-Dr. Susan Needham, associate professor, anthropology, California State University, Dominguez Hills

Dettagli prodotto

  • Formato: Formato Kindle
  • Dimensioni file: 211 KB
  • Lunghezza stampa: 166
  • Numeri di pagina fonte ISBN: 1587368617
  • Editore: Wheatmark, Inc. (9 giugno 2009)
  • Venduto da: Amazon Media EU S.à r.l.
  • Lingua: Inglese
  • Da testo a voce: Abilitato
  • X-Ray:
  • Word Wise: Non abilitato

Recensioni clienti

Non ci sono ancora recensioni di clienti su Amazon.it
5 stelle
4 stelle
3 stelle
2 stelle
1 stella
Le recensioni clienti più utili su Amazon.com (beta)
Amazon.com: 4.4 su 5 stelle  8 recensioni
2 di 2 persone hanno trovato utile la seguente recensione
4.0 su 5 stelle Poetic & Soulful "Reflections"! 19 novembre 2007
Di Jack Ong - Pubblicato su Amazon.com
Formato:Copertina flessibile
First-time author Navy Phim's REFLECTIONS OF A KHMER SOUL is a fascinating, introspective memoir of a young Cambodian-American woman. The book of easy-to-read short essays is very soulful indeed, filled
with insight, enlightenment, pain, humor, joy, anguish and -- above
all -- hope. Ms. Phim's reflections are as marvelous as her soul is adventurous. Her search for understanding our chaotic world society is inspiring.
4.0 su 5 stelle Rich Tapestry of Memories, Dreams and Reflections 19 giugno 2008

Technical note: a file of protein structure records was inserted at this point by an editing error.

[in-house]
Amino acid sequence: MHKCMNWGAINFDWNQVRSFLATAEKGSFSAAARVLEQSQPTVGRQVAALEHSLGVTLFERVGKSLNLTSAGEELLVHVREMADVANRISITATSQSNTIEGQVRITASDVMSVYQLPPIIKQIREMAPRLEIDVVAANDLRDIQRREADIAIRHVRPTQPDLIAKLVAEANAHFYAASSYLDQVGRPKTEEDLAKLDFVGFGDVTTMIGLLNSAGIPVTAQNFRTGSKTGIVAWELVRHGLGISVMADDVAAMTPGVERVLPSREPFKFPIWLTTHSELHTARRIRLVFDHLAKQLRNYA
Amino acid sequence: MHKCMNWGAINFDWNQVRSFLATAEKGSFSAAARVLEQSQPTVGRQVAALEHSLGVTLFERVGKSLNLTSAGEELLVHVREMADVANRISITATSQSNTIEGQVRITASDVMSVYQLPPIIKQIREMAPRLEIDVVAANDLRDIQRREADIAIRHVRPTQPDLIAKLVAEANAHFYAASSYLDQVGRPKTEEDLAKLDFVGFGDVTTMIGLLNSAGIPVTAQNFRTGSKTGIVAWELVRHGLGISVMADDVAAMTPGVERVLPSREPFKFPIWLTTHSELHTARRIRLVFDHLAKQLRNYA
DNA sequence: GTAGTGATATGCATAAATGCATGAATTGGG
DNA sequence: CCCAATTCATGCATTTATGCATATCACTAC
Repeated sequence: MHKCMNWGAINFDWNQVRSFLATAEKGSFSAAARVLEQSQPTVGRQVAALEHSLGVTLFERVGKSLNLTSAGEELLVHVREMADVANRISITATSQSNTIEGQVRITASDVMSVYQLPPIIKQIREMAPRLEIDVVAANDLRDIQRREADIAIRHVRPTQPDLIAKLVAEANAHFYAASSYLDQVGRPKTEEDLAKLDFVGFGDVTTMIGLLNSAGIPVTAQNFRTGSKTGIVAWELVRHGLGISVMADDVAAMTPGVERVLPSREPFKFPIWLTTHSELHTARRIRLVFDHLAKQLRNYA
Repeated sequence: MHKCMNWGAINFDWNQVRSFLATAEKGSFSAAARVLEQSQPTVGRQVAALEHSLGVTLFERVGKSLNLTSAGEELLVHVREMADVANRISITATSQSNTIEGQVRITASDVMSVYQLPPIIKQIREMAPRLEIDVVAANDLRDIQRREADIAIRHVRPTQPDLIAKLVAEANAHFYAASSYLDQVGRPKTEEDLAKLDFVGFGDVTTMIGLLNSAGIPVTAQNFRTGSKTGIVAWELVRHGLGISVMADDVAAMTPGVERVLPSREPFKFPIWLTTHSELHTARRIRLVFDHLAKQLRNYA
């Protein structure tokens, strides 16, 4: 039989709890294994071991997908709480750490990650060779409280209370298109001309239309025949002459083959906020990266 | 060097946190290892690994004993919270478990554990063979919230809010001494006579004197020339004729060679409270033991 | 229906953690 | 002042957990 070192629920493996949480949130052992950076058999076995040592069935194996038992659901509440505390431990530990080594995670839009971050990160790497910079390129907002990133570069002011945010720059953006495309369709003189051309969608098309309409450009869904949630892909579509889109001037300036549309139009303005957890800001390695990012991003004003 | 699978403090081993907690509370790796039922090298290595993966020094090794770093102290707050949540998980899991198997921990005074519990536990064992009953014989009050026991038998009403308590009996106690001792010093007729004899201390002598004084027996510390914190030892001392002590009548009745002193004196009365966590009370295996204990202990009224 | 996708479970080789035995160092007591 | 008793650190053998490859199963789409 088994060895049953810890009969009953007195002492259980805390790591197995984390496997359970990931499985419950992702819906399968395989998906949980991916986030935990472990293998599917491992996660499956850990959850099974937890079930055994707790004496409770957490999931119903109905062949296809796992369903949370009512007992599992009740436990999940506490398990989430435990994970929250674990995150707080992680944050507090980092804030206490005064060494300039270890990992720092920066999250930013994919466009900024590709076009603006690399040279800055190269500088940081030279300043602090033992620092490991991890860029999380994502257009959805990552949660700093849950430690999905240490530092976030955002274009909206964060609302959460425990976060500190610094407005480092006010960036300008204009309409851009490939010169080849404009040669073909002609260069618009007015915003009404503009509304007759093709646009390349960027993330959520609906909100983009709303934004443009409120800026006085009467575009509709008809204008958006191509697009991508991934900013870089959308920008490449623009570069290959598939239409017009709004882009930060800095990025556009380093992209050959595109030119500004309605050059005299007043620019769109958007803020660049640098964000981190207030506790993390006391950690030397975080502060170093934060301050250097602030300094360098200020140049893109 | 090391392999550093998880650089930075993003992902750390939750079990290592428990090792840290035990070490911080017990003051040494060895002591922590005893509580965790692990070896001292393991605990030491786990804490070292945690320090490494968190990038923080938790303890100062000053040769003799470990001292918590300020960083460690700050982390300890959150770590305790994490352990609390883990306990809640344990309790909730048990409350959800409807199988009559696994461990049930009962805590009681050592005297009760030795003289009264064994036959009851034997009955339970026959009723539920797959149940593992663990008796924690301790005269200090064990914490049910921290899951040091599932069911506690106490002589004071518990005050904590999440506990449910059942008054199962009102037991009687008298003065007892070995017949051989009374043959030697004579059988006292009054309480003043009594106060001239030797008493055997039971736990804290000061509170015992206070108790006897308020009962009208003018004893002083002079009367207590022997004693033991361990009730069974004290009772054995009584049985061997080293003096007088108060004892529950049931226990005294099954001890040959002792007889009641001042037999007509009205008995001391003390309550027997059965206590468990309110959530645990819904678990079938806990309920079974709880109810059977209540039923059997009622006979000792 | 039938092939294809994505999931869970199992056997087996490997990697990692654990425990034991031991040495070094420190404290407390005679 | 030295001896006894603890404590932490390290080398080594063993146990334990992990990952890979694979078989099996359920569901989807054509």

Di Malcolm R. Campbell - Pubblicato su Amazon.com
Formato:Copertina flessibile
Navy Phim was born in Cambodia in April 1975 as the insurgent forces of Pol Pot's Khmer Rouge seized control of the country bringing to an end a brutal civil war against the US-backed government of Lon Nol. However, the brutalities did not end with the war's end: two million Cambodians would die at the hands of the Khmer Rouge during the next 45 months through starvation, execution and torture.

Pol Pot proclaimed 1975 as Year Zero and began his "purification" of the country, ridding it of city dwellers, capitalists, westerners, banks, stores, hospitals, churches and other purportedly unnecessary organizations, while forcing mass numbers of people into agrarian work camps. Those who did not survive the work and the torture, those who were often forced to dig their own shallow graves, ended up in what Cambodian photojournalist Dith Pran called "the killing fields."